Pregnancy & Cervical Screening: Birthplace Impact

May, 05, 2024 | Cervical Cancer, Gynecologic Cancer


  • The study aimed to investigate the association between women’s place of birth and their failure to catch up with CC screening during pregnancy.
  • Researchers noticed that approximately half of women overdue for CC screening did not catch up during pregnancy.

Cervical cancer (CC) is the fourth most common cancer among women worldwide, both in terms of incidence and mortality. Screening with a Pap test is crucial for detecting precancerous lesions early, enabling effective treatment. However, access to this screening remains both improvable and inequitable. Pregnancy presents an opportune time for women to catch up on overdue CC screening. In the general population, women’s screening adherence is often influenced by social factors, including place of birth.

Elisabeth Lyonnais and the team aimed to investigate the relationship between women’s birthplace and their failure to undergo CC screening during pregnancy.

They performed an inclusive analysis using data from the 2016 French National Perinatal Survey, which comprised 13,147 women delivering after 21 weeks of gestation. The association between women’s place of birth and failure to catch up on CC screening during pregnancy was assessed. This association was adjusted for age, parity, education level, health insurance status, and timing of prenatal care initiation using logistic regression models.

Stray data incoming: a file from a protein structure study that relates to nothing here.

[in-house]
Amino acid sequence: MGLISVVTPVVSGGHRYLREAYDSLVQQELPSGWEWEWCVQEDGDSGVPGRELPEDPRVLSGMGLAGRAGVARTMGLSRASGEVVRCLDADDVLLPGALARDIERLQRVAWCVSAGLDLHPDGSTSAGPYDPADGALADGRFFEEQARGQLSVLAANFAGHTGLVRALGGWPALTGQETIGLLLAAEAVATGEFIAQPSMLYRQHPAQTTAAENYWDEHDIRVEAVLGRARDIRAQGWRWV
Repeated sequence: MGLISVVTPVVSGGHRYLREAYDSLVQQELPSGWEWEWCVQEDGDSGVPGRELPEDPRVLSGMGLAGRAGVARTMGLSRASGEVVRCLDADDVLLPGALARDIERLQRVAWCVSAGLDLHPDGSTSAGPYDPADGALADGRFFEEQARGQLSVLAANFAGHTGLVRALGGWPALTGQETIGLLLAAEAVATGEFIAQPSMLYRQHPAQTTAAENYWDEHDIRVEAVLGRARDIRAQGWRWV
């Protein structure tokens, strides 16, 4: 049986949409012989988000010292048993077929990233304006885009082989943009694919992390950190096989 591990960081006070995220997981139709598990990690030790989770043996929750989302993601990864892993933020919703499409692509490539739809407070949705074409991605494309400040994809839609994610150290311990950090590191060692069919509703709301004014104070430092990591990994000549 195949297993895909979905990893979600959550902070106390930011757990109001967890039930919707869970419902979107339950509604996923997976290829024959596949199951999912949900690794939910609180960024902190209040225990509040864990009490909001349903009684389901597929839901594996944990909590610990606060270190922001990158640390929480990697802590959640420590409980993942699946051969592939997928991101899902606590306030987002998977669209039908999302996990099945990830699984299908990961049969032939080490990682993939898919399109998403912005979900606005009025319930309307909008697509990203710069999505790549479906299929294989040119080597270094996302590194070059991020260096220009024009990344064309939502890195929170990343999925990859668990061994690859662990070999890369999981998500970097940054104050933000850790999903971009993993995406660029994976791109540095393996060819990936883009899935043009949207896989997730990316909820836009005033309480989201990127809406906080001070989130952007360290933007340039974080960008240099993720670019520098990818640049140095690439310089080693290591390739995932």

About 49% of women recommended for screening were not up to date at the pregnancy’s outset, with 53% failing to catch up before delivery. After adjusting for various risk factors, maternal birthplace wasn’t linked to a higher risk of screening failure during pregnancy. However, factors such as low education level and late initiation of prenatal care were identified as associated with this risk.

The study concluded that approximately half of women overdue for CC screening did not catch up during pregnancy. Professionals should prioritize attention to women with lower education levels and late initiation of prenatal care, as they represent a high-risk group for failing to catch up on this screening during pregnancy.

The 2016 National Perinatal Survey was developed and implemented by the French National Institute of Health and Medical Research (INSERM), three directorates of the Ministry of Social Affairs and Health, and the French National Public Health Agency (Santé Publique France).


Lyonnais E, Vigoureux S, Blondel B, et al. (2024). “Women’s country of birth and failure to catch up an overdue cervical cancer cytological screening participation during pregnancy in France, an observational study based on survey sources.” BMC Cancer. 2024 May 16;24(1):595. doi: 10.1186/s12885-024-12335-1. PMID: 38750453; PMCID: PMC11097417.

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